Humpback whales mysteriously appear in crocodile-infested Australian river


Three humpback whales have been spotted in a river inhabited by crocodiles in Australia’s Northern Territory (NT).

It is the first time that humpbacks have been spotted about 20 kilometers upriver in Kakadu, said the Australian Broadcasting Corporation.

The whales — two adults and a large juvenile — were first spotted in the East Alligator River in the Kakadu National Park on Sept. 2.

Carol Palmer, a senior scientist at the NT Department of Environment and Natural Resources, said it was a mystery how the whales ended up in the river.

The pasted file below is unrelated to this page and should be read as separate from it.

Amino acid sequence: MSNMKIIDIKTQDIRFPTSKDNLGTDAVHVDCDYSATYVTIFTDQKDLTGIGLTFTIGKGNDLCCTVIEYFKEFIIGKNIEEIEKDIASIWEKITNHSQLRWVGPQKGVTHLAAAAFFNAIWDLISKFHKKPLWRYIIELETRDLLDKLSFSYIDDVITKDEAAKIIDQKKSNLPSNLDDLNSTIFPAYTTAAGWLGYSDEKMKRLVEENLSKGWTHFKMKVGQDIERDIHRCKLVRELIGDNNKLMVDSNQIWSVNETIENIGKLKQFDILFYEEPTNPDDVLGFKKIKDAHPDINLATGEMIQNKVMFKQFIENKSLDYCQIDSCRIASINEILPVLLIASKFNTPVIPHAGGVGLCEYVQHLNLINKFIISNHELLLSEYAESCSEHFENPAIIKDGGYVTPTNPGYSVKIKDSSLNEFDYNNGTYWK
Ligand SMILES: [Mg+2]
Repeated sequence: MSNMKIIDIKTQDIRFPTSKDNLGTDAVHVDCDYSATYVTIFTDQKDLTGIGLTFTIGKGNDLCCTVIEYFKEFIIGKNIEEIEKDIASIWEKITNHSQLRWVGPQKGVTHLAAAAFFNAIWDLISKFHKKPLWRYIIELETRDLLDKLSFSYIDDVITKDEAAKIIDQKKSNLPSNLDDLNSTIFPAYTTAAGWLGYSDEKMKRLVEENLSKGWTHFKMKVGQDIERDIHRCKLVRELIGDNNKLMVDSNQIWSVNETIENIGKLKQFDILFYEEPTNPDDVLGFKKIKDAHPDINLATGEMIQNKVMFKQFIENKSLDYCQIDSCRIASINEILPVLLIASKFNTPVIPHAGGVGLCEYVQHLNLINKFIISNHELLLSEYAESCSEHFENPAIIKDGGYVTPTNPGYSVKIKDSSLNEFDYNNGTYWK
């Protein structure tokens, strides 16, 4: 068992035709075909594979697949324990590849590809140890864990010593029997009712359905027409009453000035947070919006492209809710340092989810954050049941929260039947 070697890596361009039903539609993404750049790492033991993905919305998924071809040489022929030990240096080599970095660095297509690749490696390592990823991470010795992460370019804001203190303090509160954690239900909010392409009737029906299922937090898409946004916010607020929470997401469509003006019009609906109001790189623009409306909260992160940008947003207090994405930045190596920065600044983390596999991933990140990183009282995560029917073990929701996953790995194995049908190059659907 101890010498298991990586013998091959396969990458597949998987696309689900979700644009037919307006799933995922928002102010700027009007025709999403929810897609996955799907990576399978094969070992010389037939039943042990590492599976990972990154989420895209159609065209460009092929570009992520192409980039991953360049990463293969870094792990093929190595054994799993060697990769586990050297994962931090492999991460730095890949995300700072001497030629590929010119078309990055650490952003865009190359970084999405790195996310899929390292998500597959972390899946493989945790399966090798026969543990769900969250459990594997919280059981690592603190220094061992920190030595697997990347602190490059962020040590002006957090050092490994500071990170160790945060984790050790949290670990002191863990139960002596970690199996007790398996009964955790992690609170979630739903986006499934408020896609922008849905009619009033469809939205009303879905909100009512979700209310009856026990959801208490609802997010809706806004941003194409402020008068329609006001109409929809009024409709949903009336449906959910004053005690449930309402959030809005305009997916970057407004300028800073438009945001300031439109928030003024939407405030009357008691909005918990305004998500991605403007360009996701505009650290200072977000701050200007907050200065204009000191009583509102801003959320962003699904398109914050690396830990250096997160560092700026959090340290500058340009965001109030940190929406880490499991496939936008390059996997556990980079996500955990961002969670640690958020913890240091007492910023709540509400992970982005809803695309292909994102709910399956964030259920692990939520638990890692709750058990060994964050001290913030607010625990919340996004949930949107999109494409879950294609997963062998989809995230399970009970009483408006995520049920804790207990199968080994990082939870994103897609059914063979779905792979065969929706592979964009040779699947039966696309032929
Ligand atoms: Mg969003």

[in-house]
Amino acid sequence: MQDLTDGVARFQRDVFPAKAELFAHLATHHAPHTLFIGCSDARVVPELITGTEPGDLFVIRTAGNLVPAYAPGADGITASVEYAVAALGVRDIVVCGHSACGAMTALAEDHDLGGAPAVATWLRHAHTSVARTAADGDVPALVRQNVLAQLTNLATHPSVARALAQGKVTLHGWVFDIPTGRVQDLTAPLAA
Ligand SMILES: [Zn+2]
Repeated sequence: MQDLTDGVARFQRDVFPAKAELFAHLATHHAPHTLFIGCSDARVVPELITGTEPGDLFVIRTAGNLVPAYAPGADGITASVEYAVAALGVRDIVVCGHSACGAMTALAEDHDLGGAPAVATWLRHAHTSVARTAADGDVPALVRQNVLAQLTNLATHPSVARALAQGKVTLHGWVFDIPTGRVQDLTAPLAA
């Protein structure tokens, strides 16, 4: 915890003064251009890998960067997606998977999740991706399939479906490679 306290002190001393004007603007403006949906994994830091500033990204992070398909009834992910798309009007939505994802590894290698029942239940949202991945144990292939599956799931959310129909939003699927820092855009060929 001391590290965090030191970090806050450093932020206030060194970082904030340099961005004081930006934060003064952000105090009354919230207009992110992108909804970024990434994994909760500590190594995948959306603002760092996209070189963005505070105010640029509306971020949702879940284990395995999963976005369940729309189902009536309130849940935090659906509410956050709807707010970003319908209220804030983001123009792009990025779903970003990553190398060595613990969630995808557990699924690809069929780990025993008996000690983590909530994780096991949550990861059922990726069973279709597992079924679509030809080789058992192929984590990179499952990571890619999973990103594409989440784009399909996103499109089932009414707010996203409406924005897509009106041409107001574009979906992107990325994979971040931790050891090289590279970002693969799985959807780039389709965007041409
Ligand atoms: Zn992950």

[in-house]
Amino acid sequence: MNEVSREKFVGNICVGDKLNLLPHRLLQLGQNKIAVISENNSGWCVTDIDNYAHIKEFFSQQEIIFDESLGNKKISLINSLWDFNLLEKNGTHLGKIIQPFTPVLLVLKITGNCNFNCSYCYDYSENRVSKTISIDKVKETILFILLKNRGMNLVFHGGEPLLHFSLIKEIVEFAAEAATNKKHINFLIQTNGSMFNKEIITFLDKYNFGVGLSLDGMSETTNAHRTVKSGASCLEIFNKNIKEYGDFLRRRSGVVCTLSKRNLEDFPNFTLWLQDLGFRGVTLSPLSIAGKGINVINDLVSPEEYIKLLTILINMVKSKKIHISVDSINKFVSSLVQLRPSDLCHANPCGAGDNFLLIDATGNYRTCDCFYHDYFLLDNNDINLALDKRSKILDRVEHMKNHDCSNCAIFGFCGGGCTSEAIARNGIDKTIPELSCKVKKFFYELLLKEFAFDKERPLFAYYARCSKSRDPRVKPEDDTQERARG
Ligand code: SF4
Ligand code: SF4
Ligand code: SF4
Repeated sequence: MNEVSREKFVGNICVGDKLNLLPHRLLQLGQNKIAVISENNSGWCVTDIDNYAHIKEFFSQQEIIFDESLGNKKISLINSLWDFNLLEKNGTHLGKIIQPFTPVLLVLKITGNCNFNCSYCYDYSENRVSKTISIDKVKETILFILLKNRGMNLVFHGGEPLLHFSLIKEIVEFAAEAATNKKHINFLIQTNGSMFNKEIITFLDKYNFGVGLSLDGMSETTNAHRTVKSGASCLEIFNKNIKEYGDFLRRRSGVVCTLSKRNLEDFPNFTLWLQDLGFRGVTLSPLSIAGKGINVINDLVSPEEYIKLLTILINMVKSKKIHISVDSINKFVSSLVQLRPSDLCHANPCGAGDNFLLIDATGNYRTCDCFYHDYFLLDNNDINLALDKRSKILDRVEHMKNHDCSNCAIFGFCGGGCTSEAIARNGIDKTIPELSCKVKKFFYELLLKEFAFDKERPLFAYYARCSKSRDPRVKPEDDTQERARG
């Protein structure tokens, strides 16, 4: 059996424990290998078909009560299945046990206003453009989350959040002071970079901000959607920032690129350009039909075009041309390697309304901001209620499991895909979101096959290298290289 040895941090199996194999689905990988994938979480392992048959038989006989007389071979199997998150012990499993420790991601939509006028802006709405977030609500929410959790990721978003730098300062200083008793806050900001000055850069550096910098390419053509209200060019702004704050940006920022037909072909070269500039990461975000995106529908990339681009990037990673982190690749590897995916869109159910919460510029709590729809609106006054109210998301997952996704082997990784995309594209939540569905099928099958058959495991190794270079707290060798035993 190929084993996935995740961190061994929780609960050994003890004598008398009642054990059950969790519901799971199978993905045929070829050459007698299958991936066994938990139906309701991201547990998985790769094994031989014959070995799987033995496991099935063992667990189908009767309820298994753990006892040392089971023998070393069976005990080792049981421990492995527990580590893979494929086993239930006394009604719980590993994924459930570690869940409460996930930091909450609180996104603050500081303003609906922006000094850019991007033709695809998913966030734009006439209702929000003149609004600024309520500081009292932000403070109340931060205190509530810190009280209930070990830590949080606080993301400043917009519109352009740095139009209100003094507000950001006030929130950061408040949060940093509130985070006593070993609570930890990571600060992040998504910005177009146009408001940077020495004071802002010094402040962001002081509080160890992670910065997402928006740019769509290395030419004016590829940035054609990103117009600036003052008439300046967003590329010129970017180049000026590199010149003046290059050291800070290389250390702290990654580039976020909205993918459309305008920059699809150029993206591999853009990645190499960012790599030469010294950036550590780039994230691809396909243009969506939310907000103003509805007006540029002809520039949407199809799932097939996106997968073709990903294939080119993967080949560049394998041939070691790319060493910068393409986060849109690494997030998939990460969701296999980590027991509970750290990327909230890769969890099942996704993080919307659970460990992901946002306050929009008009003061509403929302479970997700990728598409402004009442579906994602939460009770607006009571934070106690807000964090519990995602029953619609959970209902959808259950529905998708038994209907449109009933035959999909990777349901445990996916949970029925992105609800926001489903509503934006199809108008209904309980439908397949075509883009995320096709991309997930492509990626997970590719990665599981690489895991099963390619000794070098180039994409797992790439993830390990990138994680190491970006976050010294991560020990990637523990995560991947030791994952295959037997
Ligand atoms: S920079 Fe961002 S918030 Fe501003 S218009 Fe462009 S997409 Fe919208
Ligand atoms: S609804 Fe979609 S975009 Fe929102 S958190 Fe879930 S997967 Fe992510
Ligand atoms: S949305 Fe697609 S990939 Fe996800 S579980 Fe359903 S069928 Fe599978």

Humpback whales normally migrate back to Antarctica in September as the southern hemisphere enters the warmer months of the year.

“It’s never occurred before, we’ve had no records of this in the past,” Palmer said.

“We’ve collaborated with the traditional owners of East Alligator River, and they’ve also never seen humpback whales in any of the alligator rivers.

“How it has ended up in the river, no one can be certain. It sort of feels like they’ve just made a wrong turn.”

Authorities have established a 30 kilometer (km) exclusion zone for boats in the river to protect both vessels and the whales.
The river is infested with crocodiles but experts say they do not pose a threat to the whales.

Palmer said that if the whales do not leave the river, authorities may try to push them out to sea.

“They’re about 20 km up the East Alligator, and they’ve picked a spot where there’s still water even when it’s a low tide. But it is, from all that we can gather, quite shallow,” she said.

“It’s a very tricky place they’re in, but they look okay.”

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